What's The Difference: Rice Flour Vs. Glutinous Rice Flour Vs. Galapong
Rice flour is the essential ingredient for a lot of kakanin! Whether you're thinking of making cheese puto, sapin-sapin, or an easy bibingka recipe for Christmas, you'll be needing some rice flour to make these delicious local dessserts.
Did you know that there are different kinds of rice flour on the market? There are! There are two kinds and if you happen to not find rice flour in stores, you can even make it at home! The homemade version may even be more delicious than the ones you buy at the store!
Here are the two kinds of rice flour:
- 1 regular rice flour
- 2 glutinous rice flour
The third homemade rice flour is known as galapong and if you have a blender and a little time on your hands, you can easily make this every time you crave some kakanin.
Here's what makes these three kinds of rice flour different from the other:
1 Rice flour is made from regular rice, glutinous rice flour from malagkit, and galapong can be made with either kind of rice.
Rice flour is basically just made from the usual everyday rice that you steam and served with your meals. This can be dinorado, sinandomeng, angelica, or the other kinds of rice variants that are available. The biggest difference is whether the rice is sticky or not.
You'll also find glutinous rice flour labeled as "glutinous rice flour" versus "rice flour". This is an important distinction in many recipes, and it can mean the difference between a kakanin that is sticky and chewy and one that is not. You can usually tell what kind it is by the label or you can take a look at the ingredients list to check that it's malagkit that used for this kind of flour.
If you're living in the west where either kind of rice flour is only available in the Asian section or specialty grocery stores, you might have a hard time finding "glutinous rice flour". That's because it might be under a different name. Glutinous rice flour is also known as "mochiko" in Japan and might be translated and labeled as "sweet rice flour" on some Western labels. (This flour is not actually sweetened although it's described to be so.) Both are flours made from a kind of sticky or malagkit rice, and it's this kind of rice that is used to make mochi. If that's the texture you want, this is the bag of flour to get.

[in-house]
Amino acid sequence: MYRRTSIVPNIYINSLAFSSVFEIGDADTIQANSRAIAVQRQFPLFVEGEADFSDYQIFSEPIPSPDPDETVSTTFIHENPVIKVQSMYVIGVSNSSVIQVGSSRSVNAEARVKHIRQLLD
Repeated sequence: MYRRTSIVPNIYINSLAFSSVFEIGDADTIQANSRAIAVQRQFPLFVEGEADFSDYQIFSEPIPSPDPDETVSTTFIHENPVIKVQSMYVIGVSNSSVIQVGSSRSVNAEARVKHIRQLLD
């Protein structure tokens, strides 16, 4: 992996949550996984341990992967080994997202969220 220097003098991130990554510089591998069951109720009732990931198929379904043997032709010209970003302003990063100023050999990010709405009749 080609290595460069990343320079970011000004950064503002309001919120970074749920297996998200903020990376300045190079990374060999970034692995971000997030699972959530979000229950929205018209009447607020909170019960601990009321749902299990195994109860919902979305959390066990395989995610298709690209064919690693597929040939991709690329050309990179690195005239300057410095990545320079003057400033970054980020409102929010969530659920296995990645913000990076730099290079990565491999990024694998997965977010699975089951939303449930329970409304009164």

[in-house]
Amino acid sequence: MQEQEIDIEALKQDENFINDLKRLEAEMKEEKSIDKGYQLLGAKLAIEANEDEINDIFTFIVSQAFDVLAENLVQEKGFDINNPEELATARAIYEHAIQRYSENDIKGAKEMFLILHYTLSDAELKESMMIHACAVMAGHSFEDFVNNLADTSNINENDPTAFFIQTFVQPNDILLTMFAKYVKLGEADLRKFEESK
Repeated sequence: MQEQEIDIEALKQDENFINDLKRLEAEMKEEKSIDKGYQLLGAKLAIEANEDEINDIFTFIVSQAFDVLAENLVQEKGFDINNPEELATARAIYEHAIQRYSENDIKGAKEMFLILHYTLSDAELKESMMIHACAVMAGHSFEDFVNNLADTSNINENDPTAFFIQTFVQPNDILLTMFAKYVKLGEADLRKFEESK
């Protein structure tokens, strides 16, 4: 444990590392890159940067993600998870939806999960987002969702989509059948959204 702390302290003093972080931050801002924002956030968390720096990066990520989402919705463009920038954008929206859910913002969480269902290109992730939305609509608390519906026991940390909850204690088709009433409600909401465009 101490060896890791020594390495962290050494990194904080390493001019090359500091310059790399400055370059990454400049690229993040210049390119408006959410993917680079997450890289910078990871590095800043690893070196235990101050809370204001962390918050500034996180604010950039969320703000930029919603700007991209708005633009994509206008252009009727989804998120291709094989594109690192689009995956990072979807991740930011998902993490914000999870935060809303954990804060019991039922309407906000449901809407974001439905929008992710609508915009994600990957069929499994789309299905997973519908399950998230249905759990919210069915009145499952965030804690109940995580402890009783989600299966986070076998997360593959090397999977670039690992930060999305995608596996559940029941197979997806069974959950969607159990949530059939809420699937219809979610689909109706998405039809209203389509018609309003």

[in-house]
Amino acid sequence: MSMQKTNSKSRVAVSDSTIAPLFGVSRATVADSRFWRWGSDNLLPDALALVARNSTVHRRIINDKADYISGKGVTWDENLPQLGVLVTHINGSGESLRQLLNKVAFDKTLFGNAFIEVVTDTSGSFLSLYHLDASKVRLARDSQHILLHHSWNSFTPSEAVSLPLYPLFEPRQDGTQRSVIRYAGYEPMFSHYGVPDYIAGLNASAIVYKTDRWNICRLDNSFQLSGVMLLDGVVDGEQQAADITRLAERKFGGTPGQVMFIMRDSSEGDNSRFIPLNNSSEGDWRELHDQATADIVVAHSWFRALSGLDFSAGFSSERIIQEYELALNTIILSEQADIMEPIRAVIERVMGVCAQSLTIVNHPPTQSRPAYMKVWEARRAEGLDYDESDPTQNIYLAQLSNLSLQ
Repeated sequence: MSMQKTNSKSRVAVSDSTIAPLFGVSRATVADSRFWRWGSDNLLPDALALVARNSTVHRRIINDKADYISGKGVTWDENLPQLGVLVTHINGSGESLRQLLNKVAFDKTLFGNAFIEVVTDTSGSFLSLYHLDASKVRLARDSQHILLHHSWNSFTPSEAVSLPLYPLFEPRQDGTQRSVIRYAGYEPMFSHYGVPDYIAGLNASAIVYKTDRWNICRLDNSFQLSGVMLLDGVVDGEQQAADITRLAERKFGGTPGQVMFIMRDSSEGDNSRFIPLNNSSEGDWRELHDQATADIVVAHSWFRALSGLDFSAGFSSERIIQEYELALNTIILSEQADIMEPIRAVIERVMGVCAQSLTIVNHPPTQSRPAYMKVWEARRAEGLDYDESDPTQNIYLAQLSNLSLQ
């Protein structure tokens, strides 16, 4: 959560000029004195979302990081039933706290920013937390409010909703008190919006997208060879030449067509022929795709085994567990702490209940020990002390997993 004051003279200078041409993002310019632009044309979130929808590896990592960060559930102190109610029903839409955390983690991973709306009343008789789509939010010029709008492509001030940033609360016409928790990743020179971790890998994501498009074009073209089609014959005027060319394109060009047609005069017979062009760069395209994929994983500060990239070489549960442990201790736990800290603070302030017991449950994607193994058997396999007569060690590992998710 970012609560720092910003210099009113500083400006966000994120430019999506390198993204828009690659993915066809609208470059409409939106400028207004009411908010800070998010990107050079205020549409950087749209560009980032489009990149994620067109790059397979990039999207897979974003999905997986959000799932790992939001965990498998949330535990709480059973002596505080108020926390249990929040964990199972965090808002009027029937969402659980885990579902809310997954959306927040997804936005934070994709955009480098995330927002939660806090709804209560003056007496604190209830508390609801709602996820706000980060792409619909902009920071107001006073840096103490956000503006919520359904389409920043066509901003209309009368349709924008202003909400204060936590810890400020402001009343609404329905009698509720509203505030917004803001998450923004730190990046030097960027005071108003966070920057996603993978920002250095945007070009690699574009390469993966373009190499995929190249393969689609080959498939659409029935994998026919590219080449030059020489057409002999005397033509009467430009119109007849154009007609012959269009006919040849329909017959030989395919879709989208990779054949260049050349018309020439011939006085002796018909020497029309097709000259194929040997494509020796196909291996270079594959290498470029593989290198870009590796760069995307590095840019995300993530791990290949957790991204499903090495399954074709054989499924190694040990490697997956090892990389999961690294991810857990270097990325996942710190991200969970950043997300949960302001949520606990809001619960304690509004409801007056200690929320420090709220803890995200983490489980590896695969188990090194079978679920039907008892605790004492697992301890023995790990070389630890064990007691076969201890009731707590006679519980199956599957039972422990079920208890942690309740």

Just watch out for rice flour that actually contains sugar in the ingredients list so that you are not surprised that your sticky rice recipe has become sweeter than you originally intended.
Galapong meanwhile is not exactly rice flour such as the dry versions you'll find in the stores but it is rice that is ground up after being soaked. This is because it's commonly fermented. It begins with rice, soaked overnight to soften the grains. This is then ground and made into a batter for the kakanin. The soaked rice is usually set aside to ferment, usually overnight to as long as a few days, and it's this fermentation that gives rise to fluffy kakanin such as puto and bibingka.
Fermenting the galapong is no longer necessary, especially since chemical leaveners can be used in the batter, unless you want the flavor that develops when it is fermented. This is what you want when you make puto Calasiao.
2 Rice flour is not as sticky as glutinous rice flour.
If you have ever tried to make puto recipe and discovered that it's super sticky rather than fluffy? Did you perhaps make a sapin-sapin or kutsinta that was not as chewy as you like? You might have used the wrong kind of rice flour.
For fluffy, risen kakanin such as puto and bibingka, the kind of rice flour you use should be the regular rice flour.
For sticky, chewy kakanin such as sapin-sapin, kalamay, and soft palitaw, you'll want to use glutinous rice flour. You can even use glutinous rice flour for the chewy bilo-bilo of your ginataang halo-halo!
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